Showing posts with label mixer grinder. Show all posts
Showing posts with label mixer grinder. Show all posts

Apr 18, 2016

Aloo Mattar (Curried Potatoes & Peas)

Sumptuously spicy and hearty enough to be served as a main dish this is my version of the classic North Indian menu item aloo mattar. Aloo means potatoes and mattar means green peas, both are combined with traditional warm aromatic spices and slow simmered to tenderness in a rich yogurt and tomato gravy. This popular vegetarian dish pairs well with rotis, rice, or naan. 

We had a bumper crop of potatoes this year, those you see in the photos are Yukon Golds from my garden. If you can't find Yukon Golds where you are Russets or any baking type potato will do. In this dish we first make the gravy and then add the peas and precooked potatoes. The peas we get here aren't the tender kind we get in western countries, they're a bit tougher and require some cooking so I use a pressure cooker for this dish. If you're using the tender green peas found in western countries you could simply use a heavy bottomed skillet or kadhai to make the gravy then simply stir the peas in at the same time as the precooked potatoes and allow the dish to simmer for an extra five minutes or so.

3 potatoes, boiled until tender, peeled and cut into one inch cubes
1 cup green peas/mattar, fresh or frozen
3 TBS cooking oil or ghee
2 onions, sliced finely into half moons
1 tsp cumin/jeera seeds
1 cassia leaf/tej patta
1 tsp dried fenugreek leaves/kasoori methi
1 tsp salt
Grind until smooth for masala-
3 tomatoes, chopped roughly
1/2 C yogurt/dahi
1 TBS garlic/lahsun paste
1 TBS ginger'adrak paste
2 tsp Kitchen King* masala (or garam masala)
2 tsp ground coriander/dhania seeds
2 tsp cumin/jeera, ground
1 tsp Kashmiri mirch (or 1/2 tsp cayenne plus 1/2 tsp paprika powder)
1/2 tsp turmeric/haldi
1-2 green chilis/hari mirch (optional, omit for less heat)
1 tsp salt

Here's what to do:
1) Boil potatoes until tender, then peel and slice into one inch cubes and set aside. Grind all ingredients listed under masala to a smooth paste and set aside. Heat oil in a pressure cooker, heavy bottomed skillet, or kadhai with one teaspoon salt and fry onions until beginning to brown.

2) Add cumin seeds, cassia leaf, and ground masala paste to fried onions, stir well and bring to simmer. Allow to simmer for about 7-9 minutes or until oil separates from sauce. If mixture begins to scorch or stick add 1/4 cup water, stir and reduce heat.

3) Add peas to fried mixture. If using pressure cooker add 1cup water seal and cook for 2 whistles. If using heavy bottomed skillet or kadhai add 1/2 cup water and simmer until peas are just tender. (The peas in South Asia are a bit tough and require a lot of cooking unlike the tender peas found in Western countries. If you are using the tender peas found in Western countries you might want to stir them in with the potatoes in step 4 to prevent them being overcooked. )

4) If using pressure cooker allow to cool and open, stir in boiled potato cubes and simmer until gravy is to desired consistency. If using skillet or kadhai stir potatoes in and simmer until gravy is of desired consistency. Salt to taste and serve.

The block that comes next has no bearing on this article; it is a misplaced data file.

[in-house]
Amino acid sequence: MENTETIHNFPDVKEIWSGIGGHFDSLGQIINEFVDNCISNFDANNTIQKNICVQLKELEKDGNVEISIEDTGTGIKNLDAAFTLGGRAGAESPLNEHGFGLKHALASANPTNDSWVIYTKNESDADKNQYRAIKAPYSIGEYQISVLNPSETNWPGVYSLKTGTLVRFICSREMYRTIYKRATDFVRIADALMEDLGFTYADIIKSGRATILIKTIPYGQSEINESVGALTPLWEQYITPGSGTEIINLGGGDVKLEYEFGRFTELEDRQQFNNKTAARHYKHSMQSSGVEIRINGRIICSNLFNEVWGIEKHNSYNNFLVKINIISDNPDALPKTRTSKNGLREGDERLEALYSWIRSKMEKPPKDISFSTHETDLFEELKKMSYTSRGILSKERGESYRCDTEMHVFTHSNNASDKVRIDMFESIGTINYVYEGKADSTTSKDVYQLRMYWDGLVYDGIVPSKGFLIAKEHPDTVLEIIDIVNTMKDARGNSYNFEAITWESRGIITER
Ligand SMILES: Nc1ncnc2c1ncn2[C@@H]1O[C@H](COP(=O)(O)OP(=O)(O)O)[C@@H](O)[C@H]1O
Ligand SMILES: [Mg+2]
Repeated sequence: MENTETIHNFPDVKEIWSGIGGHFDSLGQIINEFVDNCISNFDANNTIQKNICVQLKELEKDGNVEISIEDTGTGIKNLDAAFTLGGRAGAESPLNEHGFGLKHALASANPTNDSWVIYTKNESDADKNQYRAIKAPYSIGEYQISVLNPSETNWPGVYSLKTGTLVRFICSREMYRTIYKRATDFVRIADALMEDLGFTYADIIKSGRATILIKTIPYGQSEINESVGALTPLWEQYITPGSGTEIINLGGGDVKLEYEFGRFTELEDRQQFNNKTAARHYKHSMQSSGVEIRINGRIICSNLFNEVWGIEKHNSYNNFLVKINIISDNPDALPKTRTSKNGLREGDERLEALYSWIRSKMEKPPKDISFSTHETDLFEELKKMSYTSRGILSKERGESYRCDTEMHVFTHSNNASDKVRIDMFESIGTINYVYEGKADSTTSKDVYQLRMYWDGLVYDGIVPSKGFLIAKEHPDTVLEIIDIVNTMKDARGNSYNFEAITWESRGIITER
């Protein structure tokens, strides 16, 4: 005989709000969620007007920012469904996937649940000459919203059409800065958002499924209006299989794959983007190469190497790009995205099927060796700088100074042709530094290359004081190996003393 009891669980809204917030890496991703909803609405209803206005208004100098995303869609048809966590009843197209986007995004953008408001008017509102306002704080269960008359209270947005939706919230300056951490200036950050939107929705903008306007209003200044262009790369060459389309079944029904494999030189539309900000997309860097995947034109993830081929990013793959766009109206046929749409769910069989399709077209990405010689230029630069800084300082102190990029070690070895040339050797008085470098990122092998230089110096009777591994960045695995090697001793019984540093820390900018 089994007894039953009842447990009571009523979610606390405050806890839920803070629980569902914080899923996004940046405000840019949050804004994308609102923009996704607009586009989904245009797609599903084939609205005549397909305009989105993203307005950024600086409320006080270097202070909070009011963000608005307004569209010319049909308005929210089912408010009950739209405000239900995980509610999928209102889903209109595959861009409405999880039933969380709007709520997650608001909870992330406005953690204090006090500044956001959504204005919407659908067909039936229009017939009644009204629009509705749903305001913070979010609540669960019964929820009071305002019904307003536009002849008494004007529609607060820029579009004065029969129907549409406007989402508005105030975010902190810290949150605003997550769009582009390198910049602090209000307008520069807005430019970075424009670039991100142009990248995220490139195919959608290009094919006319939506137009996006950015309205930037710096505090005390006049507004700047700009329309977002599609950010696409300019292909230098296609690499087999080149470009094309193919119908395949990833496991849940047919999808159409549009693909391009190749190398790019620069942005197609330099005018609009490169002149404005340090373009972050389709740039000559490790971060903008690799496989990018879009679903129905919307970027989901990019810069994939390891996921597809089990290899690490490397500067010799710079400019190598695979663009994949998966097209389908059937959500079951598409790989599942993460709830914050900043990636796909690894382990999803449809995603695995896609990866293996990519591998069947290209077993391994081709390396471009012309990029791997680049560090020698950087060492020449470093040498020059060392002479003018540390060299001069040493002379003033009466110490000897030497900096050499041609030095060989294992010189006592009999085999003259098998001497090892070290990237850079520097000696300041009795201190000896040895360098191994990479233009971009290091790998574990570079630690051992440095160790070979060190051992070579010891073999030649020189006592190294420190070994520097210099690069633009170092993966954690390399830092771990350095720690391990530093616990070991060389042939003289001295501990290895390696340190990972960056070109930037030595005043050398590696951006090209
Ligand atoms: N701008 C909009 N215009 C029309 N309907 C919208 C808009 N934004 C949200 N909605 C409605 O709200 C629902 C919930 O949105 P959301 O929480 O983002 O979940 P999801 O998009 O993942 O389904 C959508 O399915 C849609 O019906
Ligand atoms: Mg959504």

Helpful hints:
Kitchen King is a popular North Indian premade spice mixture. My favorite brand is Catch but MDH is good also. If you can't get Kitchen King masala a good substitute is: 1/2tsp cayenne + 1/2tsp paprika + 1tsp cumin + 1tsp coriander + + 1/2 tsp fennel + 1/4tsp ground fenugreek +1/4tsp mace + 1/8tsp nutmeg 

Apr 15, 2016

Vegan Green Goddess Dressing

cilantro bell pepper onion ginger dressing vegetarian creamy easy

This vegan version of the classic Green Goddess dressing is just as smooth, creamy, savory, and vibrantly green in color and flavor as the original! Traditionally this dressing is made with herbs and anchovies on a decadent base of sour cream and eggy mayonnaise. This recipe replicates those bold, lush, and bright flavors with a more health conscious blend of ginger, garlic, bell pepper, lime juice, and your choice of oil.

Truth be told, when it comes to chutneys and dressings Bibi usually just chucks whatever looks good fresh from the garden into the mixie and hopes for the best. This was definitely a very happy accident! I've made this several times with olive oil, tahini, sunflower seed oil, rice bran oil, and it is always delicious1 It mixes up to that gorgeous green you see in the photos and is every bit as luscious as the original. Don't let that chili pepper in the photo fool you, this dressing is not hot. Serve drizzled over leaves of romaine, a wedge of iceberg lettuce, as a dip for crudité, or perhaps even as a dip for samosas or pakoras!

1 large bell pepper/capsicum, seeds and white membranes removed, roughly chopped
1 inch piece of fresh ginger/adrak, roughly chopped
1-2 cloves of garlic/lahsun
1/2 C onion, roughly chopped
1-2 green chilis/hari mirch, roughly chopped
1 TBS lime/nimbu juice
2 TBS oil of your choice (or tahini)
1&1/2 C cilantro/dhania leaves & stems, cleaned and roughly chopped
1 tsp salt

Here's what to do:
1) Blend or grind all ingredients to a smooth emulsion in mixie, blender, or food processor. Salt to taste and keep in refrigerator in airtight container until ready to serve.

Helpful Hints:
I have yet to try this with an avocado blended in, I bet that would be superb!

Mar 1, 2016

Tamatar Dhania Chatni (Tomato and Cilantro Chutney)

Tamatar Dhania Chatni Tomato and Cilantro Chutney

Ever the iconoclast, Bibi whizzed the ingredients of her favorite Mexican salsa through the mixie. "Et voila!" she had a delicious chutney! Yes, it tastes every bit as good with tortilla chips and atop tostadas as it does with rice and chapattis. A brilliant "fusion" dish you say? Nah, just a classic, piquant, combination of fresh herbs, fruits, and vegetables that always reminds me of summertime in my native California. You simply can't improve on that. It's also fat free, vegan, vegetarian, paleo, halal, gluten free, and probably some other hip things I don't even know about. But most importantly, it is "que delicioso!"

Tamatar Dhania Chatni Tomato and Cilantro Chutney

2 tomatoes, roughly chopped
1 C cilantro/dhania, roughly chopped
4 green chilis/hari mirch
4 garlic cloves/lahsun
1/4 C onion, roughly chopped
1 TBS lime juice
1 tsp salt

Here's what to do:
1) Place all ingredients in mixie, food processor, or blender and grind until smooth. Salt to taste. Store in an airtight container in the refrigerator for up to 1 week.
Tamatar Dhania Chatni Tomato and Cilantro Chutney
The mighty mixie mixes chutney!
Helpful Hints:
Feel free to adjust the proportions of the ingredients to suit your tastes and what you have on hand. This recipe is practically "un-screw-uppable," within reason of course.